Matilde’s brother, John Moisant

Driving Force Behind Matilde’s Career Pursuit

Tragically, John’s promising career as an aviator was abruptly halted when he lost his life in a fateful crash during his pursuit of the Michelin Cup for speed and endurance in New Orleans in December 1910. This devastating event marked the end of John’s remarkable five-month aviation journey, filled with numerous accomplishments. However, despite this heartbreaking setback, the Moisant International Aviators persevered captivating and inspiring audiences with their awe-inspiring aerial performances throughout the United States.

Following the untimely demise of her brother, Matilde Moisant, who had been an invaluable support to her siblings within the Moisant International Aviators, Inc., courageously assumed the leadership of the air circus. Matilde took her time, allowing herself seven months to mourn her brother’s loss before summoning the strength to step into his shoes. At the age of 33, she relocated to the Atlantic City Hotel in Garden City, New York, in close proximity to the Moisant field, where she commenced flying lessons under the tutelage of André Houpert, a French flying instructor previously employed by John.

Matilde proved to be an exceptional student, displaying remarkable aptitude and a swift learning curve. In fact, she set a record for the shortest cumulative training time to obtain a pilot’s license, achieving this feat in a mere 32 minutes. Remarkably, this milestone was reached only a year after her brother’s tragic passing in 1911. Her rapid progression within the aviation field set her apart and made her a source of inspiration for aspiring female pilots. Years later, at Matilde’s request, the Aero Club of America officially confirmed that her record still stood as the shortest training time in the history of pilot licensing, solidifying her legacy.

Matilde’s Aviation Career

Embarking on her aviation journey at her brother Alfred’s Moisant Aviation School on Long Island, New York, Matilde Moisant defied the norms of her time. In the early 1900s, access to aviation instruction for women was scarce, making Matilde’s achievements all the more remarkable.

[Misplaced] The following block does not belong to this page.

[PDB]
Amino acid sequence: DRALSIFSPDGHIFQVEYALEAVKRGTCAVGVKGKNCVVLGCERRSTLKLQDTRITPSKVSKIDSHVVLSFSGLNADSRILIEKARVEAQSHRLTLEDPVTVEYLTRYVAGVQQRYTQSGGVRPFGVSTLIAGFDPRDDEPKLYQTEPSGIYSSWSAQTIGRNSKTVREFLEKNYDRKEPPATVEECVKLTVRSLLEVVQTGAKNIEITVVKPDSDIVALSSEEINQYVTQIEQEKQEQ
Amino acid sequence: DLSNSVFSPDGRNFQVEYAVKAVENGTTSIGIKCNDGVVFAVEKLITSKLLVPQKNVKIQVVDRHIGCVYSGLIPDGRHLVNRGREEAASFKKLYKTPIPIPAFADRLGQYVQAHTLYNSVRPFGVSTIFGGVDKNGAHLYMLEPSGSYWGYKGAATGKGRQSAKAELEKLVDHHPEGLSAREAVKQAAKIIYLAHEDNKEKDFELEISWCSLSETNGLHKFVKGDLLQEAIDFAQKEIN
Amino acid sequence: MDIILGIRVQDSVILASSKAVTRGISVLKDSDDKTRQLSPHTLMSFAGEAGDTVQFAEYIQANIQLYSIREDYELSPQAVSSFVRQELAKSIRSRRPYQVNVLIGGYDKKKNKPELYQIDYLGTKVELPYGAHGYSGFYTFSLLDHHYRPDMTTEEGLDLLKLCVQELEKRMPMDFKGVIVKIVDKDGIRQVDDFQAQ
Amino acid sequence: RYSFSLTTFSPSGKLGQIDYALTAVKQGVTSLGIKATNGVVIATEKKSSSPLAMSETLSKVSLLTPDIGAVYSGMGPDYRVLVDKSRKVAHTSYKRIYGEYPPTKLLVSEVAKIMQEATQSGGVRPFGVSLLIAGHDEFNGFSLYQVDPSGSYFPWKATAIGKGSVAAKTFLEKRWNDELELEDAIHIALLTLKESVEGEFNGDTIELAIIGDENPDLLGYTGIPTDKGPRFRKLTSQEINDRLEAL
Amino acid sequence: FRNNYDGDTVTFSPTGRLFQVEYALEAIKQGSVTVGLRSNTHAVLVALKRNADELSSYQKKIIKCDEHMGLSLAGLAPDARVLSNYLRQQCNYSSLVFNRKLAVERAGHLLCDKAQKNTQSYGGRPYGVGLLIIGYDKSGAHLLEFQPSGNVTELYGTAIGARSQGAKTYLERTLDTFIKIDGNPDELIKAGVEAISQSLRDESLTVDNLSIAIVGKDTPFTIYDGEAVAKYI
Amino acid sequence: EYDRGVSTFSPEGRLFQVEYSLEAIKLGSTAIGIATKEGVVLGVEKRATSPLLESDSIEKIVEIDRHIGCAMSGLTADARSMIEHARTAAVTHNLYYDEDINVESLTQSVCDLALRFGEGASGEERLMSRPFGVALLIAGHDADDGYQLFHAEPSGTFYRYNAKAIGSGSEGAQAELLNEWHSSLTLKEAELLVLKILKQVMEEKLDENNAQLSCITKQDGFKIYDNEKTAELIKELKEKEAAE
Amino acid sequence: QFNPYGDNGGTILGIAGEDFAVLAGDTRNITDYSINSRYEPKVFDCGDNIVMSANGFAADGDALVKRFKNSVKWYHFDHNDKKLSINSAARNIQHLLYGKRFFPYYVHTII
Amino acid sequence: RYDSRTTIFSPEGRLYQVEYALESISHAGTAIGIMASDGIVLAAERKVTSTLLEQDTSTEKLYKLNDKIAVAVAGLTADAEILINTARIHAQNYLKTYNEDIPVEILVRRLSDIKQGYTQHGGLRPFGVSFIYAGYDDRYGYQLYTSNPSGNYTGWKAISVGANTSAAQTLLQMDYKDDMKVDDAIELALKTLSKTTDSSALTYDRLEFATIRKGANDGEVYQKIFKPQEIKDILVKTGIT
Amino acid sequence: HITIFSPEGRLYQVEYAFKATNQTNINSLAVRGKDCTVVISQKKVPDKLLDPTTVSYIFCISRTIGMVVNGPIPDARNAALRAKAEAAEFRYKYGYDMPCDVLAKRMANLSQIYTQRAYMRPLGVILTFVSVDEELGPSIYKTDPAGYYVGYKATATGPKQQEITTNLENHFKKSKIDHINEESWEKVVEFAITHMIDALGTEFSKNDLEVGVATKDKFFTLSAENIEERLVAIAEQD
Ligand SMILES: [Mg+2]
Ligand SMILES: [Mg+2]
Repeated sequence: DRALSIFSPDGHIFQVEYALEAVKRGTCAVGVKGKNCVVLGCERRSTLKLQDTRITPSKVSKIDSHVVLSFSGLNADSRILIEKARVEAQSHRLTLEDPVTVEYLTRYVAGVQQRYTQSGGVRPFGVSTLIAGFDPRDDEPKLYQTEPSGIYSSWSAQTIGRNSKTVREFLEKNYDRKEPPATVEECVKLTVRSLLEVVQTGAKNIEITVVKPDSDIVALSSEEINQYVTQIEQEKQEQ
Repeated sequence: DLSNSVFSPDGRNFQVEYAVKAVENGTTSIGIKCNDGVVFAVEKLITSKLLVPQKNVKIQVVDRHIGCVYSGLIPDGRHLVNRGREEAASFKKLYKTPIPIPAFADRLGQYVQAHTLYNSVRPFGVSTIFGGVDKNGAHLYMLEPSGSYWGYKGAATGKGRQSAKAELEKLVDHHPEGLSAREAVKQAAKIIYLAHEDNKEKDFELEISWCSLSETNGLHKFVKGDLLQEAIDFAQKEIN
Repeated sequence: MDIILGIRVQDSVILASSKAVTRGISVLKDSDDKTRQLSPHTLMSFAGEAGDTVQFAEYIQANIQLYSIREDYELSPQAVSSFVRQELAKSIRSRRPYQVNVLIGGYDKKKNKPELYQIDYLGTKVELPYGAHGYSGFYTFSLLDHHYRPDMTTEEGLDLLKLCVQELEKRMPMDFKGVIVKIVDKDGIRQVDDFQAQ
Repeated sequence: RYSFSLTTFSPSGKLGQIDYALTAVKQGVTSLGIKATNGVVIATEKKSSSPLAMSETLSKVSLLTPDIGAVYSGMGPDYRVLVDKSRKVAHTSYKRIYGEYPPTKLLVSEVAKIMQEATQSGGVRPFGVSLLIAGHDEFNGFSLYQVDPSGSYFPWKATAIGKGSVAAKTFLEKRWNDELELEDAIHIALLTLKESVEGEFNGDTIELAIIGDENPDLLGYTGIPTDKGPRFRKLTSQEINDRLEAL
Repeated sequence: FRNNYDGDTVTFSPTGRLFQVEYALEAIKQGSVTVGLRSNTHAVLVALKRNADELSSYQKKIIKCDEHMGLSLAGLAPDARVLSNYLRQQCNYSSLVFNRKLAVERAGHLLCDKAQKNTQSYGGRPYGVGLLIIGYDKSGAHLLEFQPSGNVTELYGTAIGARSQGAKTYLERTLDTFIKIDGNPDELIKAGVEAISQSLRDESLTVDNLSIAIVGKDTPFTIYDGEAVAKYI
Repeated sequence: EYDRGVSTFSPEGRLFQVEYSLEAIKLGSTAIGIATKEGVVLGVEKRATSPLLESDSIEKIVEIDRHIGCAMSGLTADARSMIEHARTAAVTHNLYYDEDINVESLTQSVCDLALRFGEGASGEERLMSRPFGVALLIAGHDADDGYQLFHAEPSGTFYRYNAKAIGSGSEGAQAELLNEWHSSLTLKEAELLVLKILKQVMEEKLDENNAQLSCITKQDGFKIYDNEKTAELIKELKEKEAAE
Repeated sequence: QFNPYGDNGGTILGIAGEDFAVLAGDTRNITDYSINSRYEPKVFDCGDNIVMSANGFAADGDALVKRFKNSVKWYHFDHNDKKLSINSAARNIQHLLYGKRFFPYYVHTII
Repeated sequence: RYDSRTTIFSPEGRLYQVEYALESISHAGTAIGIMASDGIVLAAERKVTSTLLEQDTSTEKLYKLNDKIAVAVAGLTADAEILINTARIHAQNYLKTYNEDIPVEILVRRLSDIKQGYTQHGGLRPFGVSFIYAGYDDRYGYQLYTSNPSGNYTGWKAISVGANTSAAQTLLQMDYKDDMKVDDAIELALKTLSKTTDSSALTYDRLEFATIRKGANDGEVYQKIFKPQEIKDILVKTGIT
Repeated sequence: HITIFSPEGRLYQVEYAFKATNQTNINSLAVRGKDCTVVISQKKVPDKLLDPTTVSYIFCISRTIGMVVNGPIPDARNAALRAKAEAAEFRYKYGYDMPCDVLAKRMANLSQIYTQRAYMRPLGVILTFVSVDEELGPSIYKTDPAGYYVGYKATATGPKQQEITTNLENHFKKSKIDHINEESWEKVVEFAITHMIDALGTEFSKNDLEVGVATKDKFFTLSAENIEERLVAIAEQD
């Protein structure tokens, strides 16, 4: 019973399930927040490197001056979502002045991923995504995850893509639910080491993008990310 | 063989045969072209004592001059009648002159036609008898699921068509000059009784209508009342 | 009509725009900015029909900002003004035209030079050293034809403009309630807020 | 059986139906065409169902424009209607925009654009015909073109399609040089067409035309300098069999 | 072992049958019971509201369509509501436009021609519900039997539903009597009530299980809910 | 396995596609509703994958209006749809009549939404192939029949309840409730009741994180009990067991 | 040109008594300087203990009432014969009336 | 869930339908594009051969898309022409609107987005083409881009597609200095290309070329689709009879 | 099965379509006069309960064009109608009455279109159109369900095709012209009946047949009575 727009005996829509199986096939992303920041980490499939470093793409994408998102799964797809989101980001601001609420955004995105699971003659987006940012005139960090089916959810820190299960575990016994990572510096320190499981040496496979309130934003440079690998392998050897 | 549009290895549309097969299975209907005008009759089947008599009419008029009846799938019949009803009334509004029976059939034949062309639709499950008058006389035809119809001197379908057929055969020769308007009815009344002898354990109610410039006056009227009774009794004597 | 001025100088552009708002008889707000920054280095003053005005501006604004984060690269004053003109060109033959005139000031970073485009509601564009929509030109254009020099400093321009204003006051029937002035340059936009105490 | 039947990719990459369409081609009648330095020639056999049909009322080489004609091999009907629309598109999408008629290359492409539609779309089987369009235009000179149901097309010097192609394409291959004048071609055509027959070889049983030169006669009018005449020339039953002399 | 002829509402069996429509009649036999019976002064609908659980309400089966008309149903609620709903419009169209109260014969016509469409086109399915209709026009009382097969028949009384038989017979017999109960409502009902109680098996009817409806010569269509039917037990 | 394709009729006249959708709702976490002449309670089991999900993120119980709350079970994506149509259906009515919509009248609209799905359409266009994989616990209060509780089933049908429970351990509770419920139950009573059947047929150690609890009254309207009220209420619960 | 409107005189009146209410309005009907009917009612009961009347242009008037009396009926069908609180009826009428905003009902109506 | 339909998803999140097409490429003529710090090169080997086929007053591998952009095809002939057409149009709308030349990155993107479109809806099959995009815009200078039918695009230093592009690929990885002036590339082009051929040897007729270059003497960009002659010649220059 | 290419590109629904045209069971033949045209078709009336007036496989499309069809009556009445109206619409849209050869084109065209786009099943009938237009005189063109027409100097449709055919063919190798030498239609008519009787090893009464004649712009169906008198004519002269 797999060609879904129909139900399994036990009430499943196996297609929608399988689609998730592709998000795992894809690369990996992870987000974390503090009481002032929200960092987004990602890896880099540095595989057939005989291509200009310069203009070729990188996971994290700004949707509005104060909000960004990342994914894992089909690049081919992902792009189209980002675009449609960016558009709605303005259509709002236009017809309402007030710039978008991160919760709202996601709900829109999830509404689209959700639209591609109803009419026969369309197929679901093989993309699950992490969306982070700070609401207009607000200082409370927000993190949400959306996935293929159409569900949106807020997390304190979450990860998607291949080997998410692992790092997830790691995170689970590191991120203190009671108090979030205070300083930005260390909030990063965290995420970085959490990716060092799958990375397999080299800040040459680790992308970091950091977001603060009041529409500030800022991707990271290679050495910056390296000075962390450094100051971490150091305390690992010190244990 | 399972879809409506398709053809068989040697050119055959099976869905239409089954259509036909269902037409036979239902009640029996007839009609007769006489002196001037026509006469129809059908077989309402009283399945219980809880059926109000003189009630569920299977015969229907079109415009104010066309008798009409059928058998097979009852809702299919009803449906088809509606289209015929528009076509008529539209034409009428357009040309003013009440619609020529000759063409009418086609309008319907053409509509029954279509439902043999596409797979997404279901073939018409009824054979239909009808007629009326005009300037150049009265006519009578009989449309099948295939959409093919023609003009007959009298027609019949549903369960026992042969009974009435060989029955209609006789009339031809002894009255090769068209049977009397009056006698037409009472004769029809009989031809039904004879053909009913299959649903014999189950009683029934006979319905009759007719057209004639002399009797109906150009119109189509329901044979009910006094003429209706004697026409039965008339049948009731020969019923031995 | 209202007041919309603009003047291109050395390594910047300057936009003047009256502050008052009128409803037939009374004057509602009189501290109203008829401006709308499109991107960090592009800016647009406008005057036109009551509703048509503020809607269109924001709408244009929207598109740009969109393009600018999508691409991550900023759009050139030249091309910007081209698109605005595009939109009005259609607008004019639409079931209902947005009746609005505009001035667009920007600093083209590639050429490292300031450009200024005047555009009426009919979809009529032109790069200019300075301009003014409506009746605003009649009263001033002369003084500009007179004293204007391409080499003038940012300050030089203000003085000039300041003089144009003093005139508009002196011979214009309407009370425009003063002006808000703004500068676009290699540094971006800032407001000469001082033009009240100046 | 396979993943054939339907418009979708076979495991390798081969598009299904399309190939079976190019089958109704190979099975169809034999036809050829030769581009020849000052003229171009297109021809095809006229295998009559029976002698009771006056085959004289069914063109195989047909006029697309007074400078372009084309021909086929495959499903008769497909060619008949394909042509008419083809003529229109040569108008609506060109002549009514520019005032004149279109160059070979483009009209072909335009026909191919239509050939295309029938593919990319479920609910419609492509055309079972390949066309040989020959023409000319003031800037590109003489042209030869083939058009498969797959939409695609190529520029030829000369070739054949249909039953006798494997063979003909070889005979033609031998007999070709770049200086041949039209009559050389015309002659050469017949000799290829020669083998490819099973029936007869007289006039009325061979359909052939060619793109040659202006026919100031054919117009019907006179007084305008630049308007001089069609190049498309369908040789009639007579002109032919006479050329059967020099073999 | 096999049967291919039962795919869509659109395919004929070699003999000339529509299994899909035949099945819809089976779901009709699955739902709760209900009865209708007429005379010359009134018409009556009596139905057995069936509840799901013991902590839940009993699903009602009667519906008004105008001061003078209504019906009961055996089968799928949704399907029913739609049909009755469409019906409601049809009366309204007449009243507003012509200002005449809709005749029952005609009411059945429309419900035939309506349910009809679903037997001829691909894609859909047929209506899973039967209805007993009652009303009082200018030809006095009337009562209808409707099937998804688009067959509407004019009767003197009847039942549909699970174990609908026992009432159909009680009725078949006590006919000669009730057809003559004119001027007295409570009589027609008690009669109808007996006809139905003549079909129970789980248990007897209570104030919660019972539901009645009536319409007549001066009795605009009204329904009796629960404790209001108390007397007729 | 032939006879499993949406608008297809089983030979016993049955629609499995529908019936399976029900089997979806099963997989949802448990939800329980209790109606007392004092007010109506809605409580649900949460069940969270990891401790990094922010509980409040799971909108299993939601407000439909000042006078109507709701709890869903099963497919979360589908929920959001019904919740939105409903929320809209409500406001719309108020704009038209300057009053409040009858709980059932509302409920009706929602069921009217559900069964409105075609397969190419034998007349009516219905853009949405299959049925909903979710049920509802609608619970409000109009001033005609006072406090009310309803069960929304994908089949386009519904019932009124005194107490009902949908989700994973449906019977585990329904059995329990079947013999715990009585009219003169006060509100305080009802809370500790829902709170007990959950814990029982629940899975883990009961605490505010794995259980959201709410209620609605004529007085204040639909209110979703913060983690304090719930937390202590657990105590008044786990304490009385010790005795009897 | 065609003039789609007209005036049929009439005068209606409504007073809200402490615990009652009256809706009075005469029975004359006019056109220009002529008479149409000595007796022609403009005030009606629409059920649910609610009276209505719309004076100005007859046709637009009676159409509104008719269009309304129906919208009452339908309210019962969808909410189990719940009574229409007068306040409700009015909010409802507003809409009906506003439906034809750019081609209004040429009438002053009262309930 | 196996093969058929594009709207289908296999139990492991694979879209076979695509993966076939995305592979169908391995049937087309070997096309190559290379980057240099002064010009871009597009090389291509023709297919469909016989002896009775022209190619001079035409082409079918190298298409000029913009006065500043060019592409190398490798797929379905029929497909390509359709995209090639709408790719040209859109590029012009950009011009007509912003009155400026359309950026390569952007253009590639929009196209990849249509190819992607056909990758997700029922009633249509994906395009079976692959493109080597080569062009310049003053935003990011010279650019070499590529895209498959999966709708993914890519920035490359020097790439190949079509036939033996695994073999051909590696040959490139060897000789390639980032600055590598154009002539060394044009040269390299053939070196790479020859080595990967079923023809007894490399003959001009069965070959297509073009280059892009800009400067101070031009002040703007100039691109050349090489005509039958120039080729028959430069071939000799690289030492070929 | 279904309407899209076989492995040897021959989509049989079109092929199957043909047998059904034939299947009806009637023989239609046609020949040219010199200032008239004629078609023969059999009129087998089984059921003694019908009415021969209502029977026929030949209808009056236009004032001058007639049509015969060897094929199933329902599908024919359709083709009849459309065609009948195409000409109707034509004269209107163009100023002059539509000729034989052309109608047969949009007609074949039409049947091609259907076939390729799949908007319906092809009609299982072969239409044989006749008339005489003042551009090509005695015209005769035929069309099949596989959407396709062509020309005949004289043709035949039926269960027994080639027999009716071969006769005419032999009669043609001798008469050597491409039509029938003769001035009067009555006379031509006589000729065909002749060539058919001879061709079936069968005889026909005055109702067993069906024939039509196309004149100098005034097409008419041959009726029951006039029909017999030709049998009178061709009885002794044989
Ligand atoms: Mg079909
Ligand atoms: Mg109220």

On August 13, 1911, Matilde accomplished a significant milestone by obtaining her pilot’s license, becoming only the second female in the United States to be certified by the prestigious Aero Club of America. Her friend Harriet Quimby had earned the distinction just a few weeks earlier, blazing a trail for women in aviation. This groundbreaking accomplishment not only marked a personal triumph for Matilde but also signaled a growing recognition of women as capable and proficient pilots.

Equipped with her pilot’s license, Matilde set her sights on a career in barnstorming and display flying. Swiftly establishing herself as a skilled and fearless aviator, she captivated audiences with her audacious aerial maneuvers and captivating performances.

In September 1911, Matilde took part in an air exhibition at the Nassau Boulevard airstrip in Garden City, New York, where she competed against Hélène Dutrieu, a renowned Belgian flyer. During this electrifying event, Matilde shattered the women’s altitude world record by ascending to a breathtaking height of 1,200 feet (370 meters). Her remarkable feat earned her the esteemed Rodman-Wanamaker trophy, solidifying her position in the annals of aviation history as one of the most accomplished and talented female pilots of her era.

Impact as the 2nd Woman in the US to Obtain a Pilot’s License